- Static DNS: Simple approach, but may require a manual, time-consuming effort if a CDN fails. Doesn’t consider cost or performance variables.
- Managed DNS: Similar to static approach, but automates the manual aspect.
- Weighted Round Robin: A multi-CDN load balancing approach where you can designate how often each of your CDNs receives traffic. (e.g., CDN A: 60% of traffic, CDN B-40%)
- Geo-location: Choose which CDN gets traffic from specific countries or states. You can even get as granular as which province.
- Variable-Driven: Most complex approach, but takes into account many factors when deciding which CDN to route requests to.
Easy Way to Leverage Multi-CDN Solution
Shopping for CDNs requires a lot of due diligence. An alternative to setting up and working with a multi-CDN architecture is to use an online video platform, like Dacast, and take advantage of their existing partnerships with top CDNs.
For example, here at Dacast, we offer a multi-CDN solution for a straightforward flat fee of $49 per hour. Easily activate multi-CDNs for your most important streams and eliminate the risk of missed opportunities. We have an existing partnership with Limelight so that video streamers don’t have to spend so much time on the technical stuff. By taking this route, you’ll also no longer need to worry about having to negotiate prices with multiple CDN providers.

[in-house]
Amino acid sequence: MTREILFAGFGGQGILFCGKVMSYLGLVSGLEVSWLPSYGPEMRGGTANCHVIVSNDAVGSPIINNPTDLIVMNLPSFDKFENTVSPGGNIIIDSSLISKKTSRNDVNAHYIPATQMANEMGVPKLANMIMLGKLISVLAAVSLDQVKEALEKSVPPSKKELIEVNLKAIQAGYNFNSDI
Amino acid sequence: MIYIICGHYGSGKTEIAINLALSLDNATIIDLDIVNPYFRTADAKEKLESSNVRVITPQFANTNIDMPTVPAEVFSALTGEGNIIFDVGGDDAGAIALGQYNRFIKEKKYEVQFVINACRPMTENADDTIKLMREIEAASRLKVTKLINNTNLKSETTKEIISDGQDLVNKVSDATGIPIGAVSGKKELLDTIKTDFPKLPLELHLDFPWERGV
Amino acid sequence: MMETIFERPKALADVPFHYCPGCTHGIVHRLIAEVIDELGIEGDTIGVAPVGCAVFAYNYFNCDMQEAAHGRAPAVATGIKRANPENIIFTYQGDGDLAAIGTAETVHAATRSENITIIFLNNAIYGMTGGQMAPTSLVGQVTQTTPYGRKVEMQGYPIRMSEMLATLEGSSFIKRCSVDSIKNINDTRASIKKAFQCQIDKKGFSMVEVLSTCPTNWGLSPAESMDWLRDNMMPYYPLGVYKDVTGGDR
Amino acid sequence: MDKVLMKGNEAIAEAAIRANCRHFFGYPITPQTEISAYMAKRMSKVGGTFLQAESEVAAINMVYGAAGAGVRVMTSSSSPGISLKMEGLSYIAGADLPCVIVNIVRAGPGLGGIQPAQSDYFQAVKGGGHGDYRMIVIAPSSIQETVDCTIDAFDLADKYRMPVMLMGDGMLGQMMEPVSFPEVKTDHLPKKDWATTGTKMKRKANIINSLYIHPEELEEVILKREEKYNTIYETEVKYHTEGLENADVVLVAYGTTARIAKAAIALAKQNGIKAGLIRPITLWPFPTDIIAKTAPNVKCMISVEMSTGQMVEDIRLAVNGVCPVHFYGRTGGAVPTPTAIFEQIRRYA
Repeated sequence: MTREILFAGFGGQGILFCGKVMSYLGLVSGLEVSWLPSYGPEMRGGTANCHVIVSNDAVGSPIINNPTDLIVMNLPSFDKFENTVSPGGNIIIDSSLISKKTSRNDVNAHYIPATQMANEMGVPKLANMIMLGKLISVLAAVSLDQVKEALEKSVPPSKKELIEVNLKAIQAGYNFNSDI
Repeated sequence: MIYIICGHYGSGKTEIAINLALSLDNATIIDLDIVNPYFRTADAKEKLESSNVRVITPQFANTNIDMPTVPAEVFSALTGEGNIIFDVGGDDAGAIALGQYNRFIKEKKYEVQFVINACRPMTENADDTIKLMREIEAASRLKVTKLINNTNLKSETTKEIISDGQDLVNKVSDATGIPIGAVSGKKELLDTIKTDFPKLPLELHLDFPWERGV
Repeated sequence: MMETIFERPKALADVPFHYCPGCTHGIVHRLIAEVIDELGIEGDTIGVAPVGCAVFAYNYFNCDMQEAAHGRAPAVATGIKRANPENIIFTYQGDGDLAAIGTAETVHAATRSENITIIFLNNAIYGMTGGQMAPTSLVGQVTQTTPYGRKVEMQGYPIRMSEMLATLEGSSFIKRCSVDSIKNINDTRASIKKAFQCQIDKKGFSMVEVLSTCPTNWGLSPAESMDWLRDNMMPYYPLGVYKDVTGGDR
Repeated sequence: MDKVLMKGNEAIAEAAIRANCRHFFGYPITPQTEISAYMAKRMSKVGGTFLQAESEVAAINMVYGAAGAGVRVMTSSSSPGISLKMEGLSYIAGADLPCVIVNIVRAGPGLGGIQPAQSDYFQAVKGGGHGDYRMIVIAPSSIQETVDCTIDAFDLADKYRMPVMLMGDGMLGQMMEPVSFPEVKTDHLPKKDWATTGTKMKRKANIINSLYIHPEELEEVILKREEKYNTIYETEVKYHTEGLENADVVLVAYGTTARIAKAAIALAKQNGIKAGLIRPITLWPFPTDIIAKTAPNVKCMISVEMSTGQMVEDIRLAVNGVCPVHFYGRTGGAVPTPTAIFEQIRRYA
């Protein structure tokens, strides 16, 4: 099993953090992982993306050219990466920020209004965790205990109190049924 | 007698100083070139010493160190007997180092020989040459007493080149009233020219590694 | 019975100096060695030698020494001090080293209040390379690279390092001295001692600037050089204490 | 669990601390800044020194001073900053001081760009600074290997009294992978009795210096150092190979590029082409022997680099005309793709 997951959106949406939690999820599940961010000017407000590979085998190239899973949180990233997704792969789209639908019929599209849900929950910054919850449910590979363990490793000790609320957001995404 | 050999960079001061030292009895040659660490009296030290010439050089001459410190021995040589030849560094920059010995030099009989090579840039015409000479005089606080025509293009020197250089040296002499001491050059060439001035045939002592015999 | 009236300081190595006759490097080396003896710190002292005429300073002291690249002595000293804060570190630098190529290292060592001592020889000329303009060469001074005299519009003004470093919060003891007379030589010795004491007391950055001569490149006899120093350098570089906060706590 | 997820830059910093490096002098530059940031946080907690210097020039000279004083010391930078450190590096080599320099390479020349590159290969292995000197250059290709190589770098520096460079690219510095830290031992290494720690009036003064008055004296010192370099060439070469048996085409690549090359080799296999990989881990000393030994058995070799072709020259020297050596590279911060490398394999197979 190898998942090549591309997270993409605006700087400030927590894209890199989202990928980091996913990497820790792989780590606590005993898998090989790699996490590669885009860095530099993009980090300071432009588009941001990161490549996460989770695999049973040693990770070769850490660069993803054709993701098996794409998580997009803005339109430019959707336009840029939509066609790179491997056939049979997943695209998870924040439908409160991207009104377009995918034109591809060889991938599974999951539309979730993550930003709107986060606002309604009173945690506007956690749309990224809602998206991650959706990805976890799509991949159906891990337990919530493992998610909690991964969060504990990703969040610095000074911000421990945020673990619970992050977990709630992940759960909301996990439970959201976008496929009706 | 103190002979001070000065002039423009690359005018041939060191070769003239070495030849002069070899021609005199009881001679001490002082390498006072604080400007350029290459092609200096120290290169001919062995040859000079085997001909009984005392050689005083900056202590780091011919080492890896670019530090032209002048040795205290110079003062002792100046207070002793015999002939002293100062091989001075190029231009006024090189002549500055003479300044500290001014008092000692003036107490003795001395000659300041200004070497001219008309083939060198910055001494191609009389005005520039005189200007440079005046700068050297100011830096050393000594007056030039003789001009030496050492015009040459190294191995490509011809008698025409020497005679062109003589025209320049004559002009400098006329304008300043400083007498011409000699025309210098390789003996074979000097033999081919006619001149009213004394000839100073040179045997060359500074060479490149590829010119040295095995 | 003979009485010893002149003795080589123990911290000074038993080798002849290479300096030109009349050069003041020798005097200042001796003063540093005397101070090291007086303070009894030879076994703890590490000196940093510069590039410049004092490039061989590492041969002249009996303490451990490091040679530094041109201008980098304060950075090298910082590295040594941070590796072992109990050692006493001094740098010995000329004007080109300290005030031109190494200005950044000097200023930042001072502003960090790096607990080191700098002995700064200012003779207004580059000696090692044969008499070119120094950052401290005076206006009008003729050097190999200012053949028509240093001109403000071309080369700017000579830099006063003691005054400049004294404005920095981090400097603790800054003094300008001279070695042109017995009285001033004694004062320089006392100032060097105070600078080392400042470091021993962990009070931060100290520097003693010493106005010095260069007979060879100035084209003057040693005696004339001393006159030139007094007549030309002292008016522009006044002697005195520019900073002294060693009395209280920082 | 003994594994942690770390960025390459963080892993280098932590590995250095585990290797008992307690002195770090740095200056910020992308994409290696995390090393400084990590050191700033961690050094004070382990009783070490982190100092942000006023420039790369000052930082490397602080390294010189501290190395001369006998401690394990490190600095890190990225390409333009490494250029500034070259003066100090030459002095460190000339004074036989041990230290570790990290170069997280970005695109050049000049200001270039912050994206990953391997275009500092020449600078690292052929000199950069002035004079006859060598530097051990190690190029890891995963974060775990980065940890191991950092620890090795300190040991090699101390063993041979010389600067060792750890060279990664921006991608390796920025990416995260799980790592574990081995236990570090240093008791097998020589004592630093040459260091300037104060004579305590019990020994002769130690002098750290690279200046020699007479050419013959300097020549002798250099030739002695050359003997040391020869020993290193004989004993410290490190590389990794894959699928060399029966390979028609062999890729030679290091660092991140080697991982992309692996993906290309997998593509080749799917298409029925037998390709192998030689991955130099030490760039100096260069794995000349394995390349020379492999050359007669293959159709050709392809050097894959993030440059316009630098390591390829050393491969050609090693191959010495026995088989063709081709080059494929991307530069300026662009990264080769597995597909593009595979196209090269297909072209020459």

A multi-CDN solution improves live streaming and video on demand by enhancing the experience for your viewers around the world. More specifically, it reduces latency, improves availability, and gives you added security. Using a multi-CDN approach is a proven way to respond to the increase in the size of video files and the increasing popularity of video.
If you want a simpler way to access multi-CDN explicitly for video or streaming content, consider an online video hosting platform like Dacast and take advantage of their existing partnerships with multiple CDNs.
Experience the power of multi-CDNs for yourself with Dacast’s 14-day free trial.
Do you plan to implement Multi-CDN for your business? We’d love to know in the comments below!